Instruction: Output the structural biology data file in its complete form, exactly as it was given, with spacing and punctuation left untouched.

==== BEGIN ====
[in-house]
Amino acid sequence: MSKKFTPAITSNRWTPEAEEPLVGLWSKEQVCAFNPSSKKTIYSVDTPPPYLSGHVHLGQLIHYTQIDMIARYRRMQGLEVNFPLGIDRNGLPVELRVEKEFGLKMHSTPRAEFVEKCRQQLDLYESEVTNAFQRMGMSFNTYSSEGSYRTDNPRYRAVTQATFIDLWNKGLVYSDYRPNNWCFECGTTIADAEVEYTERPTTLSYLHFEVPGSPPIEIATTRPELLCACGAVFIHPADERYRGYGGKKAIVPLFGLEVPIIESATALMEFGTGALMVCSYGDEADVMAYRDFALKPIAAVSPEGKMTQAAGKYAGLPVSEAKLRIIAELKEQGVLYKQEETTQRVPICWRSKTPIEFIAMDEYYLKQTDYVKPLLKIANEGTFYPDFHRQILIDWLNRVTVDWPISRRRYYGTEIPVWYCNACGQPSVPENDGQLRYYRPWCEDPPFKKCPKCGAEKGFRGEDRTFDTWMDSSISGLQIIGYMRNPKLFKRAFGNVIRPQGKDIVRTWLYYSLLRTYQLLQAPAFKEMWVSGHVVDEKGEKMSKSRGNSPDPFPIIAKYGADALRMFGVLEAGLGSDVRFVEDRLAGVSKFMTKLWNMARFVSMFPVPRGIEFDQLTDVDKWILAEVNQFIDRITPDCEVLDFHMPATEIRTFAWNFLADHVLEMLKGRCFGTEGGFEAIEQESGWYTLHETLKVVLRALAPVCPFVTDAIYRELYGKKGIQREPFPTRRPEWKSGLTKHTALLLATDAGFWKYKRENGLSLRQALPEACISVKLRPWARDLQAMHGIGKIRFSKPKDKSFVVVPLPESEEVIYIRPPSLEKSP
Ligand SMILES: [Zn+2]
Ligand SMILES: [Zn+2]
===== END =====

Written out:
[in-house]
Amino acid sequence: MSKKFTPAITSNRWTPEAEEPLVGLWSKEQVCAFNPSSKKTIYSVDTPPPYLSGHVHLGQLIHYTQIDMIARYRRMQGLEVNFPLGIDRNGLPVELRVEKEFGLKMHSTPRAEFVEKCRQQLDLYESEVTNAFQRMGMSFNTYSSEGSYRTDNPRYRAVTQATFIDLWNKGLVYSDYRPNNWCFECGTTIADAEVEYTERPTTLSYLHFEVPGSPPIEIATTRPELLCACGAVFIHPADERYRGYGGKKAIVPLFGLEVPIIESATALMEFGTGALMVCSYGDEADVMAYRDFALKPIAAVSPEGKMTQAAGKYAGLPVSEAKLRIIAELKEQGVLYKQEETTQRVPICWRSKTPIEFIAMDEYYLKQTDYVKPLLKIANEGTFYPDFHRQILIDWLNRVTVDWPISRRRYYGTEIPVWYCNACGQPSVPENDGQLRYYRPWCEDPPFKKCPKCGAEKGFRGEDRTFDTWMDSSISGLQIIGYMRNPKLFKRAFGNVIRPQGKDIVRTWLYYSLLRTYQLLQAPAFKEMWVSGHVVDEKGEKMSKSRGNSPDPFPIIAKYGADALRMFGVLEAGLGSDVRFVEDRLAGVSKFMTKLWNMARFVSMFPVPRGIEFDQLTDVDKWILAEVNQFIDRITPDCEVLDFHMPATEIRTFAWNFLADHVLEMLKGRCFGTEGGFEAIEQESGWYTLHETLKVVLRALAPVCPFVTDAIYRELYGKKGIQREPFPTRRPEWKSGLTKHTALLLATDAGFWKYKRENGLSLRQALPEACISVKLRPWARDLQAMHGIGKIRFSKPKDKSFVVVPLPESEEVIYIRPPSLEKSP
Ligand SMILES: [Zn+2]
Ligand SMILES: [Zn+2]